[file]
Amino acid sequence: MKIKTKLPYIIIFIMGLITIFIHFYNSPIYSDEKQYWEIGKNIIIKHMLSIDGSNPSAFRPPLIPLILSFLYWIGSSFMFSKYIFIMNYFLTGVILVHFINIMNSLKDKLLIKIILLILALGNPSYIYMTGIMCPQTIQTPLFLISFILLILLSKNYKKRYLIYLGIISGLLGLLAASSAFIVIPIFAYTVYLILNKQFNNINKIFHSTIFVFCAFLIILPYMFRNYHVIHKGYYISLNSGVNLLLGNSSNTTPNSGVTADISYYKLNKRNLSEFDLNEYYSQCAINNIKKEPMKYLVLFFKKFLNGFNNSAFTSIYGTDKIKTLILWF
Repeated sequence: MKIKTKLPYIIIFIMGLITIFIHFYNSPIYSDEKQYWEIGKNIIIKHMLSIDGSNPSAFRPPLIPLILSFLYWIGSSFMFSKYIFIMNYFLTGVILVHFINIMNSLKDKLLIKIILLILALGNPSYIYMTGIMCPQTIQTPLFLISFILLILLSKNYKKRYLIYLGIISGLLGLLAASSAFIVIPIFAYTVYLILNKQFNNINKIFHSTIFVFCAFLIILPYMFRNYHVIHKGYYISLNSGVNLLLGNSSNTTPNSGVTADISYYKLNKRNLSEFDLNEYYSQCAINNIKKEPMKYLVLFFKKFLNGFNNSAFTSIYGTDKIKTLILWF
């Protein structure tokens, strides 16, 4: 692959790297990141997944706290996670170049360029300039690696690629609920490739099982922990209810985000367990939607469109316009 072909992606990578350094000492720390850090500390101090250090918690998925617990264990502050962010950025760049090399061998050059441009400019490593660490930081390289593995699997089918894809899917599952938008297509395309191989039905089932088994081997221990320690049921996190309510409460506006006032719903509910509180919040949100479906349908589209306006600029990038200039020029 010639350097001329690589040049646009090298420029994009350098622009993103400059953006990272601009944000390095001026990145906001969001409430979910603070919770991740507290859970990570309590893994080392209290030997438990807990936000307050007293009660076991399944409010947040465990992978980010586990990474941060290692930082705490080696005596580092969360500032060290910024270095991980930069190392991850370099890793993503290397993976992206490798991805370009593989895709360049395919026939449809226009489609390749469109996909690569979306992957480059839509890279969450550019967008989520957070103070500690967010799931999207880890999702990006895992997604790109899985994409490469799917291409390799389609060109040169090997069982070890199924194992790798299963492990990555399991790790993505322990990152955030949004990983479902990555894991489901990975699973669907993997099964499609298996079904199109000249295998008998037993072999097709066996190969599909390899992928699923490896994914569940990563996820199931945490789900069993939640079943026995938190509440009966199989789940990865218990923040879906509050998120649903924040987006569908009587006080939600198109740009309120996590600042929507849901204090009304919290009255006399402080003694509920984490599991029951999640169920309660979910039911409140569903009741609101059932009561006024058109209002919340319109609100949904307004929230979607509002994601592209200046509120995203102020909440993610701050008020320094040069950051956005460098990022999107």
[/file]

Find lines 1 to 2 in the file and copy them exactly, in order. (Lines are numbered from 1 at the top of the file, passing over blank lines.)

Amino acid sequence: MKIKTKLPYIIIFIMGLITIFIHFYNSPIYSDEKQYWEIGKNIIIKHMLSIDGSNPSAFRPPLIPLILSFLYWIGSSFMFSKYIFIMNYFLTGVILVHFINIMNSLKDKLLIKIILLILALGNPSYIYMTGIMCPQTIQTPLFLISFILLILLSKNYKKRYLIYLGIISGLLGLLAASSAFIVIPIFAYTVYLILNKQFNNINKIFHSTIFVFCAFLIILPYMFRNYHVIHKGYYISLNSGVNLLLGNSSNTTPNSGVTADISYYKLNKRNLSEFDLNEYYSQCAINNIKKEPMKYLVLFFKKFLNGFNNSAFTSIYGTDKIKTLILWF
Repeated sequence: MKIKTKLPYIIIFIMGLITIFIHFYNSPIYSDEKQYWEIGKNIIIKHMLSIDGSNPSAFRPPLIPLILSFLYWIGSSFMFSKYIFIMNYFLTGVILVHFINIMNSLKDKLLIKIILLILALGNPSYIYMTGIMCPQTIQTPLFLISFILLILLSKNYKKRYLIYLGIISGLLGLLAASSAFIVIPIFAYTVYLILNKQFNNINKIFHSTIFVFCAFLIILPYMFRNYHVIHKGYYISLNSGVNLLLGNSSNTTPNSGVTADISYYKLNKRNLSEFDLNEYYSQCAINNIKKEPMKYLVLFFKKFLNGFNNSAFTSIYGTDKIKTLILWF